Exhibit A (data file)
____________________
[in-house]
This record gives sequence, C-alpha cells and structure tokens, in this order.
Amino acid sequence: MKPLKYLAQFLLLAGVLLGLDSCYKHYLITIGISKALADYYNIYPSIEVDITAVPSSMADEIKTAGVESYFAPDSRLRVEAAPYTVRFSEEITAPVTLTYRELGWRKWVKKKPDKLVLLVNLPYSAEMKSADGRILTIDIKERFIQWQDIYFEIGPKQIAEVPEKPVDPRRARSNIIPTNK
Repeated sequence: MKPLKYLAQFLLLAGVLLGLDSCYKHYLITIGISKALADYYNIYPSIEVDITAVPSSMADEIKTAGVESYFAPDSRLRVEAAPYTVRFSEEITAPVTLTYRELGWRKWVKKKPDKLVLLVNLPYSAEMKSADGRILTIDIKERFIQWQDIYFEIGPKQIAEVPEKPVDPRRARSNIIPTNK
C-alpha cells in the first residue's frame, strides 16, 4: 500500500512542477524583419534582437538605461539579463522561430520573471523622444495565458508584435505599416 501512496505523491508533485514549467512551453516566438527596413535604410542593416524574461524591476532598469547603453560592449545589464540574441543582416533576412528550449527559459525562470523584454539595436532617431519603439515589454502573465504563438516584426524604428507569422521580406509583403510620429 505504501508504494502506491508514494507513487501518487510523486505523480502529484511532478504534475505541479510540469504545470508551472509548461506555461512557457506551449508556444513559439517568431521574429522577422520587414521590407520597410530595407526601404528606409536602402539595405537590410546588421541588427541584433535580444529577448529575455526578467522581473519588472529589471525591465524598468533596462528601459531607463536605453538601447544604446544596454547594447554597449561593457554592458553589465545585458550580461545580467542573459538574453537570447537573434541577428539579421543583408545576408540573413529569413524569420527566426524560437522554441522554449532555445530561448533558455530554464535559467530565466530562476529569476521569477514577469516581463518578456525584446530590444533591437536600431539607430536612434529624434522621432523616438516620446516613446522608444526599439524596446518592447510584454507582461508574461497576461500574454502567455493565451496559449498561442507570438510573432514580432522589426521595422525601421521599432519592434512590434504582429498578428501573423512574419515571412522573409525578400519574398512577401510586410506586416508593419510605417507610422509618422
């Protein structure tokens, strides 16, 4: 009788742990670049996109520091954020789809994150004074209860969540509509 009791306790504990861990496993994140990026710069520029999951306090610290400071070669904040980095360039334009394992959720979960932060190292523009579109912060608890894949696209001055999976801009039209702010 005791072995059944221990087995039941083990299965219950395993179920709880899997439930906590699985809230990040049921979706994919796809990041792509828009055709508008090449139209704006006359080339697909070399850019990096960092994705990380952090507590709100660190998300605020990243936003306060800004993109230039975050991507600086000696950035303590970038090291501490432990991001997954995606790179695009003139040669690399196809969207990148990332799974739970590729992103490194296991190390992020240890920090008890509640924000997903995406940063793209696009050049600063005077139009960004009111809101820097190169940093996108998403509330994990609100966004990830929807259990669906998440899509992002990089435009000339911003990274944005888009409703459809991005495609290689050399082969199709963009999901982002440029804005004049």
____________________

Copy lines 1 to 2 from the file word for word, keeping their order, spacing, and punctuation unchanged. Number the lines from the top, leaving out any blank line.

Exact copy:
[in-house]
This record gives sequence, C-alpha cells and structure tokens, in this order.